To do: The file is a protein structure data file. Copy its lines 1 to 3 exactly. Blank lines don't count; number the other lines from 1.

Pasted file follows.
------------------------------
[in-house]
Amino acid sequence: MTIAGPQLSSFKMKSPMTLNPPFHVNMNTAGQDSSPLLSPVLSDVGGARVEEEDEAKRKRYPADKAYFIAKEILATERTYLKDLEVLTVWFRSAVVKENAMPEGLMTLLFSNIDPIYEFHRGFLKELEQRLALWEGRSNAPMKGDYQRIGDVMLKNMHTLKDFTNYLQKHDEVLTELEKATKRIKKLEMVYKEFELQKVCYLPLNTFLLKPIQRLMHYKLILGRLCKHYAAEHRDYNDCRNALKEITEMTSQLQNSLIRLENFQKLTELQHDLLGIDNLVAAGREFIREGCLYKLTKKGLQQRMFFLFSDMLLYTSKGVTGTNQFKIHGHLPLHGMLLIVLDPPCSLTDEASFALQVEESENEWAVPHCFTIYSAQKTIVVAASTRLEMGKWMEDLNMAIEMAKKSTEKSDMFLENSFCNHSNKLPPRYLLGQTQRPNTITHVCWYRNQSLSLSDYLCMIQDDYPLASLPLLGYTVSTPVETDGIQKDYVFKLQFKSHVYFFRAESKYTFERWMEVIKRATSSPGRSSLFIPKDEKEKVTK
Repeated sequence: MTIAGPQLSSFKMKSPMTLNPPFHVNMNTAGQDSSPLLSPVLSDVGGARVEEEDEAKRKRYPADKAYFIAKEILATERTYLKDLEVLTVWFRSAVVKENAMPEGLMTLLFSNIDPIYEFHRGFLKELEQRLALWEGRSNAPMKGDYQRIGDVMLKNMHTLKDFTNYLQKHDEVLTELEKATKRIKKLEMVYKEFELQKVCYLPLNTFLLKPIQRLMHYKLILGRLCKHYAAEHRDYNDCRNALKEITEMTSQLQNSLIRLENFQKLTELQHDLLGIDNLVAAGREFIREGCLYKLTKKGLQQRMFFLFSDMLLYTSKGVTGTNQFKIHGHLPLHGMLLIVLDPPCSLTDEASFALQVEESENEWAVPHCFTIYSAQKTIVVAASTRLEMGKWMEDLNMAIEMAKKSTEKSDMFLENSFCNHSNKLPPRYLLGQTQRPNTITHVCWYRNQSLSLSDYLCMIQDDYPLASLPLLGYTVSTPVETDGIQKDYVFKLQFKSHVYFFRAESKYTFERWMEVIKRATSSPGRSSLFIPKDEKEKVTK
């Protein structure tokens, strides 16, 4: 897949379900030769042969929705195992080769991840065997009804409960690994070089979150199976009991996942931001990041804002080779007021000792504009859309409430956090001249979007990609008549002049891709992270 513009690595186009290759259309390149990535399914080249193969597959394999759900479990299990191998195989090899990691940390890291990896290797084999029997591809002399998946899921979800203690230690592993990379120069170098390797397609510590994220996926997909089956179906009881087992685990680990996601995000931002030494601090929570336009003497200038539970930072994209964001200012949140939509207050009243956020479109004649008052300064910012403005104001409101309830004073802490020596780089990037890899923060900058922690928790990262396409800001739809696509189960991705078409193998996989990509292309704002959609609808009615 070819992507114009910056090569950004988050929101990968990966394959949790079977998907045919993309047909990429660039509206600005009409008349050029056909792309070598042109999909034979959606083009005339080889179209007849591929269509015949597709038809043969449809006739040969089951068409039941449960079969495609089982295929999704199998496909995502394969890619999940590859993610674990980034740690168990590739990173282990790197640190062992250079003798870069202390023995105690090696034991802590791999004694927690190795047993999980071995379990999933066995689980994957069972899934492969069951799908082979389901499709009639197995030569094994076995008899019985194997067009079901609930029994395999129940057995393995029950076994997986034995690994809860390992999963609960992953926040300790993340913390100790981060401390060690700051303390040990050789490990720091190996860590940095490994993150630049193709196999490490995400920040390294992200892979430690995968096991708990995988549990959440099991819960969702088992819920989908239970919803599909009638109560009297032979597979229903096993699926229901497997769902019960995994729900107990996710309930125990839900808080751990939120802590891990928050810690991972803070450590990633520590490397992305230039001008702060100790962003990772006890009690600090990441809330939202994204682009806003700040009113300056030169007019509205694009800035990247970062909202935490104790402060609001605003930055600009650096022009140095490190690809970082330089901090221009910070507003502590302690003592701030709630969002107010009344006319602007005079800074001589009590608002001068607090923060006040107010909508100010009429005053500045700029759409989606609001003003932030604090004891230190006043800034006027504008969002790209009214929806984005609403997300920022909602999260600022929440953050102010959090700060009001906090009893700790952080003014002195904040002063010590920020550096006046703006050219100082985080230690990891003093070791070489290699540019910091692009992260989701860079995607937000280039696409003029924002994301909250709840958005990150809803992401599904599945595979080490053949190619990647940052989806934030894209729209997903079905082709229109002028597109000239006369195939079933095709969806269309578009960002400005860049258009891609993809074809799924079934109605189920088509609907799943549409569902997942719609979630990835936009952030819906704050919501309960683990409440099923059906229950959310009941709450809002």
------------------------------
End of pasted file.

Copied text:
[in-house]
Amino acid sequence: MTIAGPQLSSFKMKSPMTLNPPFHVNMNTAGQDSSPLLSPVLSDVGGARVEEEDEAKRKRYPADKAYFIAKEILATERTYLKDLEVLTVWFRSAVVKENAMPEGLMTLLFSNIDPIYEFHRGFLKELEQRLALWEGRSNAPMKGDYQRIGDVMLKNMHTLKDFTNYLQKHDEVLTELEKATKRIKKLEMVYKEFELQKVCYLPLNTFLLKPIQRLMHYKLILGRLCKHYAAEHRDYNDCRNALKEITEMTSQLQNSLIRLENFQKLTELQHDLLGIDNLVAAGREFIREGCLYKLTKKGLQQRMFFLFSDMLLYTSKGVTGTNQFKIHGHLPLHGMLLIVLDPPCSLTDEASFALQVEESENEWAVPHCFTIYSAQKTIVVAASTRLEMGKWMEDLNMAIEMAKKSTEKSDMFLENSFCNHSNKLPPRYLLGQTQRPNTITHVCWYRNQSLSLSDYLCMIQDDYPLASLPLLGYTVSTPVETDGIQKDYVFKLQFKSHVYFFRAESKYTFERWMEVIKRATSSPGRSSLFIPKDEKEKVTK
Repeated sequence: MTIAGPQLSSFKMKSPMTLNPPFHVNMNTAGQDSSPLLSPVLSDVGGARVEEEDEAKRKRYPADKAYFIAKEILATERTYLKDLEVLTVWFRSAVVKENAMPEGLMTLLFSNIDPIYEFHRGFLKELEQRLALWEGRSNAPMKGDYQRIGDVMLKNMHTLKDFTNYLQKHDEVLTELEKATKRIKKLEMVYKEFELQKVCYLPLNTFLLKPIQRLMHYKLILGRLCKHYAAEHRDYNDCRNALKEITEMTSQLQNSLIRLENFQKLTELQHDLLGIDNLVAAGREFIREGCLYKLTKKGLQQRMFFLFSDMLLYTSKGVTGTNQFKIHGHLPLHGMLLIVLDPPCSLTDEASFALQVEESENEWAVPHCFTIYSAQKTIVVAASTRLEMGKWMEDLNMAIEMAKKSTEKSDMFLENSFCNHSNKLPPRYLLGQTQRPNTITHVCWYRNQSLSLSDYLCMIQDDYPLASLPLLGYTVSTPVETDGIQKDYVFKLQFKSHVYFFRAESKYTFERWMEVIKRATSSPGRSSLFIPKDEKEKVTK